Broncos deserve to be Friday night regulars
There has been news recently in League circles detailing the collective desire of most club officals to have a fixed schedule in the NRL.
Many of them cited the inherent advantage the Brisbane Broncos receive, on many levels, through the almost constant scheduling of the Brisbane club’s games on a Friday night on Channel Nine.
At this stage the Broncos look set to feature on Friday in every round leading up to the State Of Origin series.
While having a set seven-day break between matches is advantageous in terms of routine, the commercial opportunities afforded to the Broncos through regular national exposure is the element that is creating the most resentment among rival clubs.
Cronulla, who are yet to receive a Friday game and with none in sight, have yet to sign a major sponsor. It’s representatives have some of the loudest voices when it comes to creating a set schedule for the entire season, as happens in the AFL.
Part of that plan would include a supposedly ‘fair’ spread of Friday night games for all clubs. David Gallop and the Independent Commission should not let themselves be intimidated by self-interested voices that disingenuously shriek for ‘fairness’.
I am an advocate for scheduling the entire NRL season in advance. Most major sports do it, and with good reason: it allows clubs to market their games more effectively. It also helps fans, especially those season ticket-holders and members who like to attend multiple games, to plan well in advance.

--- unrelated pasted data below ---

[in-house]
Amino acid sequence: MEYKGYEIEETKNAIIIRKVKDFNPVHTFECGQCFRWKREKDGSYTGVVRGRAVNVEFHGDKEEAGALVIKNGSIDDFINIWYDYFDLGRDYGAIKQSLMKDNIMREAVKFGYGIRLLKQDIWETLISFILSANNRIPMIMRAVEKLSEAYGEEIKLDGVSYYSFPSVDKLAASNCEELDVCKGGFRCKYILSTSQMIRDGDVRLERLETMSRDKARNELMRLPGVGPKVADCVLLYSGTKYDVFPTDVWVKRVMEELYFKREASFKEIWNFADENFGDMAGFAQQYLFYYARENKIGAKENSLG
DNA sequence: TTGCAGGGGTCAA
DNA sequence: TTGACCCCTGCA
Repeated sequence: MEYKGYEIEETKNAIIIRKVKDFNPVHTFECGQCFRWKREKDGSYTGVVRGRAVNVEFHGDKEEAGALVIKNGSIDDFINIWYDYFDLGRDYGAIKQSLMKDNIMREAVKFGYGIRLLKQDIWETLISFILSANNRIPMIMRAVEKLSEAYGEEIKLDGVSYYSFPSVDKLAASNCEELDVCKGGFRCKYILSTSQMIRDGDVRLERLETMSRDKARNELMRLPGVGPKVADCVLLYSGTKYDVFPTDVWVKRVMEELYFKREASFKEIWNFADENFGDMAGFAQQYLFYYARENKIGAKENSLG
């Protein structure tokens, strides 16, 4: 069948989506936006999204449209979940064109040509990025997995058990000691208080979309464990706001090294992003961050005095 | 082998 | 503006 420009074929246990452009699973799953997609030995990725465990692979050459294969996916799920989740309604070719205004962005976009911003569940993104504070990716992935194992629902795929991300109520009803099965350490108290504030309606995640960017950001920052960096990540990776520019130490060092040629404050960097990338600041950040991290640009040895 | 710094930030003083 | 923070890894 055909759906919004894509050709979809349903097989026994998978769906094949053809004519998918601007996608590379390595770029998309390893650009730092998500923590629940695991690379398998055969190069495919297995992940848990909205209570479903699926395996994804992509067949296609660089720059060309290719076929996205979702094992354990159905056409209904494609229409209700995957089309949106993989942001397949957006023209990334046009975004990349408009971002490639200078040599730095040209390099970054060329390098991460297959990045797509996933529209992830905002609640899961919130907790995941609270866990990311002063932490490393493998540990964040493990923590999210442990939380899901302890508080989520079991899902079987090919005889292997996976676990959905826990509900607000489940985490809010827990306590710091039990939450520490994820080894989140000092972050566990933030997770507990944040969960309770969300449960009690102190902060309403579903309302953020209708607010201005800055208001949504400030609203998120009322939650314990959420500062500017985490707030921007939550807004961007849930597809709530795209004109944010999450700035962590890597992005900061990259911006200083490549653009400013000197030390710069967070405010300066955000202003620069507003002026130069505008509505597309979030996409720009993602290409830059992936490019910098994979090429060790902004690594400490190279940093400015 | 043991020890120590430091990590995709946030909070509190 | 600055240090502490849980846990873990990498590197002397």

That said, a set schedule should have absolutely no bearing on which clubs play on a Friday night in front of a national audience.
The idea that the big TV games should be shared evenly is ridiculous. Yes, clubs should receive all the support the NRL can offer, from grants to organizational assistance and of course, their fair share of marketing appropriate for an NRL franchise.
But sport is entertainment, and the fact is that certain clubs simply have a more appealing brand. The vast majority of League fans, in a given NRL season, do not want to see Cronulla on a Friday night. Or any other currently mediocre team with little appeal.
I do believe that Brisbane has an unfair advantage, which is why a second team is needed in that city to provide some kind of competition for the abundance of elite juniors that emerge each year in that part of the country.
But if executives and supporters of Sydney clubs want a fairer competition, if they truly want to compete with Brisbane for national exposure, they have two choices- build an extremely competitive club with a large fan base, or call for further rationalization of Sydney clubs- a prospect most Sydney-based fans abhor.
Those crying foul over selections for TV games are kidding themselves if they think a full set schedule would cure their ills. In this case the ARLC would simply rate teams a year in advance based on the best available information and then allocate the highly-rated teams a majority of the prime slots.
Which is how it should be. Rewarding mediocrity is a recipe for more of that same mediocrity splashed across our television screens on a weekly basis. The NRL must avoid this proposed race to the bottom. The only ‘fair’ thing to do in this situation is to broadcast the best matches to the biggest audiences.
Anything less is detrimental to the health of the game.